This article originally appeared in Business Insider.
The old adage that “Only 10 venture investments matter each year” has officially been debunked. A new study by Cambridge Associates, the benchmark for VC performance data, found that the distribution of venture capital returns changed dramatically after the 1999 Internet bubble. Today the majority of venture capital returns annually come from investments that are further down the tail and outside of the top 10 industry-wide outcomes. This is in stark contrast to many pre-conceived notions in the industry.
According to Cambridge Associates, since 2000, over 60% of the industry returns on average came from investments that were outside of the 10 largest outcomes. This is a significant departure from the pre-1999 era when the top 10 investments were a much larger percentage of the total pie.
Another interesting finding from the study is the democratization of returns across fund managers since 2005. Counter to conventional wisdom, between 40% and 70% of value creation in any given year has come from new and emerging managers, with established funds generating a minority of the industry’s performance over the same period. The data bodes well for smaller funds too. Over the same period, managers with less than $500 million have accounted for a majority of the industry’s returns, despite investing less money on average than the larger funds.
The last insight in the Cambridge report is that non-traditional venture markets are rising in their importance. California, New York, and Massachusetts are still the largest markets for venture capital returns, but at least 20% of returns consistently come from outside these hubs.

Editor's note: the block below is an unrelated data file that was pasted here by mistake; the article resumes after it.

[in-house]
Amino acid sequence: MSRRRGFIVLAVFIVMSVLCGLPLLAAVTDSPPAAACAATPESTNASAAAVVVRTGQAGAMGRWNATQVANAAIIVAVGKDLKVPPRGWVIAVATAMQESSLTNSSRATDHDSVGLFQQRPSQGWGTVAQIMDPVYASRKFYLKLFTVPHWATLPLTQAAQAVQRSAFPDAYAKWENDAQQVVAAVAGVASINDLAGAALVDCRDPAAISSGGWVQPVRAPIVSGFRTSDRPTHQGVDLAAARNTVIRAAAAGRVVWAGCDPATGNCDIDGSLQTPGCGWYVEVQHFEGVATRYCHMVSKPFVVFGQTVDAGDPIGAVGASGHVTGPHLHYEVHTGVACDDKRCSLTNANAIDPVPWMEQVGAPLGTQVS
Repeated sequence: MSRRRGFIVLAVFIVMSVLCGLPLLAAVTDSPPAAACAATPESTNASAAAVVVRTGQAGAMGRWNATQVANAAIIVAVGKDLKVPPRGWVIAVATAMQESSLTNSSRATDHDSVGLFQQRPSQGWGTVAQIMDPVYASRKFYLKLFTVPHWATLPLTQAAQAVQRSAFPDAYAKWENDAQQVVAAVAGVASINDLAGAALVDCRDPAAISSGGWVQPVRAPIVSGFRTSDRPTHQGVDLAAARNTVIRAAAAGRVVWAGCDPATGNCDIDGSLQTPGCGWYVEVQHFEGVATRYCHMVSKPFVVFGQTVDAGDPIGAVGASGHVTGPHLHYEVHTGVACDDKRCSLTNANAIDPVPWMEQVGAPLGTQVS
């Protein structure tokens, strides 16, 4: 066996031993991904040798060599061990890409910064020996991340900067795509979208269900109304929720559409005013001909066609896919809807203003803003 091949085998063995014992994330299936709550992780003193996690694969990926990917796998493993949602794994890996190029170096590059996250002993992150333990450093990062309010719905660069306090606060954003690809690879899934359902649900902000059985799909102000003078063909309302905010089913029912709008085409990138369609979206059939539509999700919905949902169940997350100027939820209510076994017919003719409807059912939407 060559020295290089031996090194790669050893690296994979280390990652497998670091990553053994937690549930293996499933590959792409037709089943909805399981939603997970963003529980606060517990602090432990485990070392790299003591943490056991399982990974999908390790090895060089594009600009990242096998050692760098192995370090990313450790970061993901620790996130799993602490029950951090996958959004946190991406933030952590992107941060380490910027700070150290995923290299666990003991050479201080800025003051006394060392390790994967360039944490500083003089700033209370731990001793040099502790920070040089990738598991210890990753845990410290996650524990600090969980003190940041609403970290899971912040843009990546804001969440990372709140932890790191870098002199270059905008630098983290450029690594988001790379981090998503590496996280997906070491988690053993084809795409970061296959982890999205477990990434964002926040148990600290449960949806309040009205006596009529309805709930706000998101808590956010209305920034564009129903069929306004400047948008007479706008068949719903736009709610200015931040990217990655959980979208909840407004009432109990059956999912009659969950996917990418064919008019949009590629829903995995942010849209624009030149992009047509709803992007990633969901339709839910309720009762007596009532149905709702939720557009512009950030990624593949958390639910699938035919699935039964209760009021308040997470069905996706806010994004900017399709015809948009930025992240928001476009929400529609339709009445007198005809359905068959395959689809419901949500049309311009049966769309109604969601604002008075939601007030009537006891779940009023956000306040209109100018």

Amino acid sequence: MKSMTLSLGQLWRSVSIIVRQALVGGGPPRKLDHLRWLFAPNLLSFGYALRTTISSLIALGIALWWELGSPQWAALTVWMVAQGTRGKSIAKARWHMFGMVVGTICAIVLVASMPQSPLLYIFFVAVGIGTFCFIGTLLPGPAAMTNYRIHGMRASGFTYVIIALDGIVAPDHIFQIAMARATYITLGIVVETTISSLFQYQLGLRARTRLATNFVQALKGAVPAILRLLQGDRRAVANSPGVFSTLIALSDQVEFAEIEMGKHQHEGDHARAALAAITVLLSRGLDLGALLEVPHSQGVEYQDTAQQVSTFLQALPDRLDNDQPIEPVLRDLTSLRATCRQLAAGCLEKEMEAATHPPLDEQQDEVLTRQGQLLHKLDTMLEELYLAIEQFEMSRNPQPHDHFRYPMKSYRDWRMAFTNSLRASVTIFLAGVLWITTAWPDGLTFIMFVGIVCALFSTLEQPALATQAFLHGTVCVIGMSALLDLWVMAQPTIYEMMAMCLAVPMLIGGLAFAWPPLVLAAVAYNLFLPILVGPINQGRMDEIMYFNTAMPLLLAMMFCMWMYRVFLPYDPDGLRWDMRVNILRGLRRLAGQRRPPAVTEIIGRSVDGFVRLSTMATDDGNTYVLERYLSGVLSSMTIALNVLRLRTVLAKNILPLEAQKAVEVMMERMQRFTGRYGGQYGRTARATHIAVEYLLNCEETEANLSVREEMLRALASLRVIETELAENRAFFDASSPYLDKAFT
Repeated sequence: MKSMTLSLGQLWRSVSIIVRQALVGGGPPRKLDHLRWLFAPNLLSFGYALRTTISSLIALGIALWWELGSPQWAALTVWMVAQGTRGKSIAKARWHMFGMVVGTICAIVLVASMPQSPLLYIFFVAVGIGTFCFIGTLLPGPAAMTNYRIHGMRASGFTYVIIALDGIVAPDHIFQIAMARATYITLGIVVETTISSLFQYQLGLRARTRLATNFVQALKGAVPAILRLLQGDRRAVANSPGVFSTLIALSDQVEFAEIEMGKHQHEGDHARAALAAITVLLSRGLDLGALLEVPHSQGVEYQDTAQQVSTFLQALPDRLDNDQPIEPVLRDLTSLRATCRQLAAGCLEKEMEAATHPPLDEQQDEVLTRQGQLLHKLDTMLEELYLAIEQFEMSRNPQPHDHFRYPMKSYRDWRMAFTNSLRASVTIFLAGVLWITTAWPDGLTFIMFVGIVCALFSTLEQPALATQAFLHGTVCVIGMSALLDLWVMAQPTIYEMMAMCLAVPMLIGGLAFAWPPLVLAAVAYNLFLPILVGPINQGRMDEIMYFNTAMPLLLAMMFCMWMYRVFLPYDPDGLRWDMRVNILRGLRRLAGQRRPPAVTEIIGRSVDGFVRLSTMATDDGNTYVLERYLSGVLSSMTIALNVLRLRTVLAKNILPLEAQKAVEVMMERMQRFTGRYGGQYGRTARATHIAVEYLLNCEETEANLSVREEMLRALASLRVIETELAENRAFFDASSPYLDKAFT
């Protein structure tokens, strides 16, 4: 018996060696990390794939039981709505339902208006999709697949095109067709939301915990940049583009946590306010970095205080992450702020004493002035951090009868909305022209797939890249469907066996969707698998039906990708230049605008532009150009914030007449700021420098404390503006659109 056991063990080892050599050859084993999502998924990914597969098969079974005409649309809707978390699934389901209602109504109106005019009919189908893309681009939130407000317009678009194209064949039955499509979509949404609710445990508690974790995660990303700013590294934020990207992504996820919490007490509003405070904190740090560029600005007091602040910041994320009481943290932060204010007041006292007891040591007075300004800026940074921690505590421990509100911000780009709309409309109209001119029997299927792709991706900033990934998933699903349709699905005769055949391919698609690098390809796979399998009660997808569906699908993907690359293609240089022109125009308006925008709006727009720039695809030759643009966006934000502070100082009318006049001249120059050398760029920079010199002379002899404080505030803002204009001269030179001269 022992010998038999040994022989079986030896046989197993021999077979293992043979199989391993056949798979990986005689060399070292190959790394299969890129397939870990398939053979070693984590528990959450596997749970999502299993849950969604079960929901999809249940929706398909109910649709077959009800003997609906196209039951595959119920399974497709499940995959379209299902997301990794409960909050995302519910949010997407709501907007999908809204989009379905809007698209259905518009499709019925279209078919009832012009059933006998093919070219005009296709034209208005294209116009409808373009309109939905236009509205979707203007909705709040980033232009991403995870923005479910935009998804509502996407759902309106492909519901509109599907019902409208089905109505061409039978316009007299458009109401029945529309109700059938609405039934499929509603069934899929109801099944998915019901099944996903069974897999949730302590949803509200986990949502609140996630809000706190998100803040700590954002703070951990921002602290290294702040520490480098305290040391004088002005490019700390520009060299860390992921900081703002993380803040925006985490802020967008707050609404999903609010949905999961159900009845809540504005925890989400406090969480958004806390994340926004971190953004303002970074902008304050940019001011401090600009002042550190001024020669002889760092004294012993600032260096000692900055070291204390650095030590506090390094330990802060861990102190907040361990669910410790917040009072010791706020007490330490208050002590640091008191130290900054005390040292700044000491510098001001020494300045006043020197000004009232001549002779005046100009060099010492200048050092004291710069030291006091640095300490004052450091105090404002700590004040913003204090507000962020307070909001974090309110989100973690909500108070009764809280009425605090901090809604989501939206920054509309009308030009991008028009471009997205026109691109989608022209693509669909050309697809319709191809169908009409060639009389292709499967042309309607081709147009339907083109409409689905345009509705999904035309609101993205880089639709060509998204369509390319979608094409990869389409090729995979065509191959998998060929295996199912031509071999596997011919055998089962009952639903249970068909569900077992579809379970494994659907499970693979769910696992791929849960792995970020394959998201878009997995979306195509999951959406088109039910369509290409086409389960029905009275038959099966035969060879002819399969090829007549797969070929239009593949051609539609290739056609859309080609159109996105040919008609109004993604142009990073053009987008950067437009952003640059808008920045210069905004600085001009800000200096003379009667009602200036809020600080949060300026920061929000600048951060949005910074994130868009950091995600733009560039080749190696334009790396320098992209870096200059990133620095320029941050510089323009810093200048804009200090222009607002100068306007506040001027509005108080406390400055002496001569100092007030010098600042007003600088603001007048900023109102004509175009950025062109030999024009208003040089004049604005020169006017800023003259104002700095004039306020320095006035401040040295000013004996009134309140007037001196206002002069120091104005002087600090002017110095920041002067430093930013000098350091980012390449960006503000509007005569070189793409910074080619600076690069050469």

We expect that these last fifteen years are the new normal in venture capital. Great technology companies continue to pop up outside of traditional venture capital hubs, and we have seen that in our own business as we have traveled to Florida, Indiana, Minnesota, North Carolina, Ohio, and Utah this year, as well as international markets like Iceland, Estonia, and China. Surprisingly, only 17% of our companies are headquartered in Silicon Valley today.
Meanwhile venture managers who have concentrated portfolios should consider a diversified approach. As the distribution of returns moves from the head to the tail, a manager needs to make more investments each calendar year to be successful. The time when a manager could drive to all of his or her portfolio companies, and routinely expect a handful to generate 100x returns, has come to an end.
While Greycroft successfully raised a small fund recently, we hope the many institutions who read the Cambridge Study will follow this advice and look for other emerging managers. There are so many small funds out there struggling to attract capital, just like we did back in 2010. If these managers have a good strategy they too can generate top returns.
This article was assisted by Matt Heiman.